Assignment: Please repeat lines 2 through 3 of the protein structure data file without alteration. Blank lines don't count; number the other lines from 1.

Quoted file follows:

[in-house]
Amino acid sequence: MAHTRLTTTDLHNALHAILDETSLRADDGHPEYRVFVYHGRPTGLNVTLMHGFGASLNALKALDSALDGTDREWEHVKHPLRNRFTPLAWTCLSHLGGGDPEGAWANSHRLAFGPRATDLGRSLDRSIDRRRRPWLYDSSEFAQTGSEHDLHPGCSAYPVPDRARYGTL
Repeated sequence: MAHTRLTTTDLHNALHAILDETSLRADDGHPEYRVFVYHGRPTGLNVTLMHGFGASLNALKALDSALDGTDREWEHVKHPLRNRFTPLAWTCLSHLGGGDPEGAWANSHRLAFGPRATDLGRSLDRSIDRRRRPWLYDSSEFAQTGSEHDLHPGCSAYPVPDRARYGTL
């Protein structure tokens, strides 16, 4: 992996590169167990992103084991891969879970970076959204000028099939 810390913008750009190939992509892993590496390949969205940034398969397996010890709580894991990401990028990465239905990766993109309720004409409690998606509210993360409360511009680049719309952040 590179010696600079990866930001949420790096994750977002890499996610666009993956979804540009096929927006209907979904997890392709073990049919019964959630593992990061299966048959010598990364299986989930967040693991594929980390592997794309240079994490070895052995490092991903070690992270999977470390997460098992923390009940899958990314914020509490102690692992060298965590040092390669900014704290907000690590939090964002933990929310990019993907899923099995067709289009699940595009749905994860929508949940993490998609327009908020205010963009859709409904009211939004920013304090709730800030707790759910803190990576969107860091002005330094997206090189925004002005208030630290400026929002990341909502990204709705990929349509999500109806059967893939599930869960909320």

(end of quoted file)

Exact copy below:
Amino acid sequence: MAHTRLTTTDLHNALHAILDETSLRADDGHPEYRVFVYHGRPTGLNVTLMHGFGASLNALKALDSALDGTDREWEHVKHPLRNRFTPLAWTCLSHLGGGDPEGAWANSHRLAFGPRATDLGRSLDRSIDRRRRPWLYDSSEFAQTGSEHDLHPGCSAYPVPDRARYGTL
Repeated sequence: MAHTRLTTTDLHNALHAILDETSLRADDGHPEYRVFVYHGRPTGLNVTLMHGFGASLNALKALDSALDGTDREWEHVKHPLRNRFTPLAWTCLSHLGGGDPEGAWANSHRLAFGPRATDLGRSLDRSIDRRRRPWLYDSSEFAQTGSEHDLHPGCSAYPVPDRARYGTL